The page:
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  • 6
    Electronic Resource
    Electronic Resource
    [s.l.] : Nature Publishing Group
    Nature 305 (1983), S. 10-11 
    ISSN: 1476-4687
    Source: Nature Archives 1869 - 2009
    Topics: Biology , Chemistry and Pharmacology , Medicine , Natural Sciences in General , Physics
    Notes: [Auszug] GRAVITATION, while by far the weakest of the four traditional forces, nevertheless nearly always dominates in systems of sufficiently large scale. As a result, there are interesting problems in which general relativity (GR) introduces only small perturbations (bending of light rays by the Sun, for ...
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  • 7
    Electronic Resource
    Electronic Resource
    [s.l.] : Nature Publishing Group
    Nature 297 (1982), S. 357-358 
    ISSN: 1476-4687
    Source: Nature Archives 1869 - 2009
    Topics: Biology , Chemistry and Pharmacology , Medicine , Natural Sciences in General , Physics
    Notes: [Auszug] GRAVITATIONAL radiation not only exists, but it is apparently also doing exactly what general relativity says it ought to, at least in the binary pulsar PSR1913 + 16. This is the conclusion drawn by J.H. Taylor and J.M. Weisberg writing recently in the Astrophysical Journal (253, 908; 1982). It ...
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  • 8
    Electronic Resource
    Electronic Resource
    [s.l.] : Nature Publishing Group
    Nature 336 (1988), S. 111-112 
    ISSN: 1476-4687
    Source: Nature Archives 1869 - 2009
    Topics: Biology , Chemistry and Pharmacology , Medicine , Natural Sciences in General , Physics
    Notes: [Auszug] MASSIVE, short-lived stars have no business being located hundreds or thousands of parsecs out of the galactic plane, for the giant molecular clouds from which they normally form are confined to a layer with a scale height of 50-70 parsecs, and young stars, as a rule, move slowly. We have, ...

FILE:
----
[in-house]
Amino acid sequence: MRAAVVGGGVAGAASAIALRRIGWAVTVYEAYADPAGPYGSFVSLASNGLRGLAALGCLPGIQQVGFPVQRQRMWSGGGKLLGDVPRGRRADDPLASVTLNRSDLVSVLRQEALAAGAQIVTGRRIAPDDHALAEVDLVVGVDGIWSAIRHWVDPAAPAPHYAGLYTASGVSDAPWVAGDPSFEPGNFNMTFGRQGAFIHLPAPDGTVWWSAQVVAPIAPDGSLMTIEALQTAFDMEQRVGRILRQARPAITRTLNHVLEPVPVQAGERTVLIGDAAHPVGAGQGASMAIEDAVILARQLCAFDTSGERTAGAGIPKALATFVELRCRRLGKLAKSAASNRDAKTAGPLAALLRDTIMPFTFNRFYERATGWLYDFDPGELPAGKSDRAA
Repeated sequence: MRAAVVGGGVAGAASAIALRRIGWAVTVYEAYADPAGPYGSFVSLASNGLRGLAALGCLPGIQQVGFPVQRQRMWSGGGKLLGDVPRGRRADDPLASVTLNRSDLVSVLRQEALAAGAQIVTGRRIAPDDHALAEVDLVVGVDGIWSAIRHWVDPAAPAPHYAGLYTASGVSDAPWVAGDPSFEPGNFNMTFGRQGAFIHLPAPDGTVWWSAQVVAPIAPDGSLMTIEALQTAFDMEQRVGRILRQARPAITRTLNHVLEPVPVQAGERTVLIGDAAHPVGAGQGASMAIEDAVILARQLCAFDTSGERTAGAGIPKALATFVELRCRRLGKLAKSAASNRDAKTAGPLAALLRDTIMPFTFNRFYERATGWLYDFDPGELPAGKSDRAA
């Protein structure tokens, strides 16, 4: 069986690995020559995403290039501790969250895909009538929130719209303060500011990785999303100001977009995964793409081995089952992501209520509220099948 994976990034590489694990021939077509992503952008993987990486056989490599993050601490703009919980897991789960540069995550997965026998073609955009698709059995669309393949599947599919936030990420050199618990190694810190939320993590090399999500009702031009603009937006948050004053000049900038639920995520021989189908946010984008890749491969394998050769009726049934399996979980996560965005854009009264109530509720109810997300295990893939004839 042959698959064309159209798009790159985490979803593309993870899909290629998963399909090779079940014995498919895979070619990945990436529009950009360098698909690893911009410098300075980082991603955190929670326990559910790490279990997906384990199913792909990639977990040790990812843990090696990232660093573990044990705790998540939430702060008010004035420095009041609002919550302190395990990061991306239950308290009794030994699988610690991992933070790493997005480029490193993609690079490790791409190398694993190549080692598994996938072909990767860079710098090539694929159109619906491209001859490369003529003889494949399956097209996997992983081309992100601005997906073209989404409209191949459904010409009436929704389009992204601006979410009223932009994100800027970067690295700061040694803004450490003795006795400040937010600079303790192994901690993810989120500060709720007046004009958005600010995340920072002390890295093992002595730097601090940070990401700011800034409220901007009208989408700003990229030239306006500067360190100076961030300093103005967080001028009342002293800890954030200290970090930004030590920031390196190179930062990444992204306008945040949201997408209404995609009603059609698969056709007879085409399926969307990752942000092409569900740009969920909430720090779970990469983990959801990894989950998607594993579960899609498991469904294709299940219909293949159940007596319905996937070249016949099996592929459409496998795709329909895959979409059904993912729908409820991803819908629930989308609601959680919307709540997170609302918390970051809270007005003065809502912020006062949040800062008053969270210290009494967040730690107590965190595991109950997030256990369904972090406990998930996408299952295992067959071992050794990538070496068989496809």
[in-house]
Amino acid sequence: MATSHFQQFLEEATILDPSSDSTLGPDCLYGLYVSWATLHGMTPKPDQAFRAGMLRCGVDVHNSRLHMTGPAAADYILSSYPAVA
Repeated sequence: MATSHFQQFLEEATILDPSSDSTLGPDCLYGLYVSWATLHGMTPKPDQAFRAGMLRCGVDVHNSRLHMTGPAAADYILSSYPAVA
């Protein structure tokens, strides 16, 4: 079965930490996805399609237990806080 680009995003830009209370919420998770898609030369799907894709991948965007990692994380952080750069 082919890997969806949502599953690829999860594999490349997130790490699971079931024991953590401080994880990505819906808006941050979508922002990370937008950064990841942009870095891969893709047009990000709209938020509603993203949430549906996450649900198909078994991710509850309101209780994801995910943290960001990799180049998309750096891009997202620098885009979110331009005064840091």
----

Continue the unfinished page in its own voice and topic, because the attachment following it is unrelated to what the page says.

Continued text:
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  • 9
    Electronic Resource
    Electronic Resource
    [s.l.] : Nature Publishing Group
    Nature 320 (1986), S. 311-312 
    ISSN: 1476-4687
    Source: Nature Archives 1869 - 2009
    Topics: Biology , Chemistry and Pharmacology , Medicine , Natural Sciences in General , Physics
    Notes: [Auszug] WHOLE careers and industries are built on extremes - the highest jump, the oldest fossil, the fastest horse. Thus it is perhaps not surprising that astronomers should, now and again, ask themselves which is the smallest star and does it differ significantly from the largest planet? The current best ...
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  • 10
    Electronic Resource
    Electronic Resource
    Springer
    Origins of life and evolution of the biospheres 27 (1997), S. 3-21 
    ISSN: 1573-0875
    Source: Springer Online Journal Archives 1860-2000
    Topics: Biology , Geosciences
    Notes: Abstract The chemical elements most widely distributed in terrestrial living creatures are the ones (apart from inert helium and neon) that are commonest in the Universe — hydrogen, oxygen, carbon, and nitrogen. A chemically different Universe would clearly have different biology, if any. We explore here the nuclear processes in stars, the early Universe, and elsewhere that have produced these common elements, and, while we are at it, also encounter the production of lithium, gold, uranium, and other elements of sociological, if not biological, importance. The relevant processes are, for the most part, well understood. Much less well understood is the overall history of chemical evolution of the Galaxy, from pure hydrogen and helium to the mix of elements we see today. One implication is that we cannot do a very good job of estimating how many stars and which ones might be orbited by habitable planets.